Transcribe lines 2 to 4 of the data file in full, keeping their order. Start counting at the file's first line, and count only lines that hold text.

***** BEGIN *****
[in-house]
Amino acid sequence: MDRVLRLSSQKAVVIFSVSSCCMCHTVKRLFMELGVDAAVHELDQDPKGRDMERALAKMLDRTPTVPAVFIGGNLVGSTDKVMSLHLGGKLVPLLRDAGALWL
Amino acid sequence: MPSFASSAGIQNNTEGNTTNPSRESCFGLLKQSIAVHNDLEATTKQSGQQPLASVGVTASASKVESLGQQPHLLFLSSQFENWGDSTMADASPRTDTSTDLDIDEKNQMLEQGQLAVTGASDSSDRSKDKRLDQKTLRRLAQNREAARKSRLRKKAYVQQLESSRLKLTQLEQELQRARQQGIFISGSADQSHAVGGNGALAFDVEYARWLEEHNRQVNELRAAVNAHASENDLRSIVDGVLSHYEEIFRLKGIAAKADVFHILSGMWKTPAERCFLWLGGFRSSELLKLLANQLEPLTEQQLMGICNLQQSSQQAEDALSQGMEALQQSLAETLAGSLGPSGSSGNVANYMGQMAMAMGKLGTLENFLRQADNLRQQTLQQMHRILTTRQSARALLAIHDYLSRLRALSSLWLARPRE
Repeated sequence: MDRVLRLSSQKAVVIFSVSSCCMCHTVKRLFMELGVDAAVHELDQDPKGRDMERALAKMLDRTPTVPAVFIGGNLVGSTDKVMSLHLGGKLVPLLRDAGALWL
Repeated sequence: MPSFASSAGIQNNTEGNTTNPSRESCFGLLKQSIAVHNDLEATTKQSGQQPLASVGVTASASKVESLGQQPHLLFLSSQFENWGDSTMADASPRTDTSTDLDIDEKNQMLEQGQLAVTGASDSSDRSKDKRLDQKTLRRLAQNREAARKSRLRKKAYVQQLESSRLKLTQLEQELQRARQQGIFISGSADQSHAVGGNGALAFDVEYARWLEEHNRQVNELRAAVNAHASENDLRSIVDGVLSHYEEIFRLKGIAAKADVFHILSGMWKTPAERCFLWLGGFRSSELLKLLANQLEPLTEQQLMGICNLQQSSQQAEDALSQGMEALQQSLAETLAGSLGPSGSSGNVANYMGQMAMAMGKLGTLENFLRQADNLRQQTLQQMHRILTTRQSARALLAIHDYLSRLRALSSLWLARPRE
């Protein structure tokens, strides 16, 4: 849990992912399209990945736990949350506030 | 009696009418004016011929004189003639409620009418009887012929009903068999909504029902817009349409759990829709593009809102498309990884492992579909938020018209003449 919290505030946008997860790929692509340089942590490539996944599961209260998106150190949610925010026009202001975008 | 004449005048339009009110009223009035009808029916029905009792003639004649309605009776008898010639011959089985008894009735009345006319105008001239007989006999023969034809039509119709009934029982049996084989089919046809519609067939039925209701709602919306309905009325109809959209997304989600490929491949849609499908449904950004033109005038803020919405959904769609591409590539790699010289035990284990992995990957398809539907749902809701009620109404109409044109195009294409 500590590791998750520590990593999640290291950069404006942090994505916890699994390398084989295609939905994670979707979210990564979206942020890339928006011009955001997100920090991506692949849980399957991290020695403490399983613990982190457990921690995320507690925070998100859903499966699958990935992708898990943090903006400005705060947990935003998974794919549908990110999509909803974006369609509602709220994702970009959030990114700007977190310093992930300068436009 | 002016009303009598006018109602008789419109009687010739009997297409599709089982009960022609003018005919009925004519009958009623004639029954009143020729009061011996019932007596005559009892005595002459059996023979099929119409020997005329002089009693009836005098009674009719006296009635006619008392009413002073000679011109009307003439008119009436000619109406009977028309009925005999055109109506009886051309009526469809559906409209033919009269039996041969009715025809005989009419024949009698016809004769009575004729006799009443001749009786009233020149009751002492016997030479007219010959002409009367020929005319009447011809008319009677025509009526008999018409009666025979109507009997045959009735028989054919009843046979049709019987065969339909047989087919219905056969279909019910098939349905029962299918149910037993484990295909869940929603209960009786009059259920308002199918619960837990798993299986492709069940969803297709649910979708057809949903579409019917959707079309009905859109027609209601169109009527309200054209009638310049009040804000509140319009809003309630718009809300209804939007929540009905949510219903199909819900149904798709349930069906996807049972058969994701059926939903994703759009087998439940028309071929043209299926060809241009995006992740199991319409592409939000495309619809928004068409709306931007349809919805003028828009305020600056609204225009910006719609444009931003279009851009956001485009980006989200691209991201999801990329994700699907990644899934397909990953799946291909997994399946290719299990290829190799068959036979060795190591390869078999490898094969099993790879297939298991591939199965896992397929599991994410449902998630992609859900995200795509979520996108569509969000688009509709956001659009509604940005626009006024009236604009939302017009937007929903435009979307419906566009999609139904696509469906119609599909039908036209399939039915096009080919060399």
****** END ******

Amino acid sequence: MDRVLRLSSQKAVVIFSVSSCCMCHTVKRLFMELGVDAAVHELDQDPKGRDMERALAKMLDRTPTVPAVFIGGNLVGSTDKVMSLHLGGKLVPLLRDAGALWL
Amino acid sequence: MPSFASSAGIQNNTEGNTTNPSRESCFGLLKQSIAVHNDLEATTKQSGQQPLASVGVTASASKVESLGQQPHLLFLSSQFENWGDSTMADASPRTDTSTDLDIDEKNQMLEQGQLAVTGASDSSDRSKDKRLDQKTLRRLAQNREAARKSRLRKKAYVQQLESSRLKLTQLEQELQRARQQGIFISGSADQSHAVGGNGALAFDVEYARWLEEHNRQVNELRAAVNAHASENDLRSIVDGVLSHYEEIFRLKGIAAKADVFHILSGMWKTPAERCFLWLGGFRSSELLKLLANQLEPLTEQQLMGICNLQQSSQQAEDALSQGMEALQQSLAETLAGSLGPSGSSGNVANYMGQMAMAMGKLGTLENFLRQADNLRQQTLQQMHRILTTRQSARALLAIHDYLSRLRALSSLWLARPRE
Repeated sequence: MDRVLRLSSQKAVVIFSVSSCCMCHTVKRLFMELGVDAAVHELDQDPKGRDMERALAKMLDRTPTVPAVFIGGNLVGSTDKVMSLHLGGKLVPLLRDAGALWL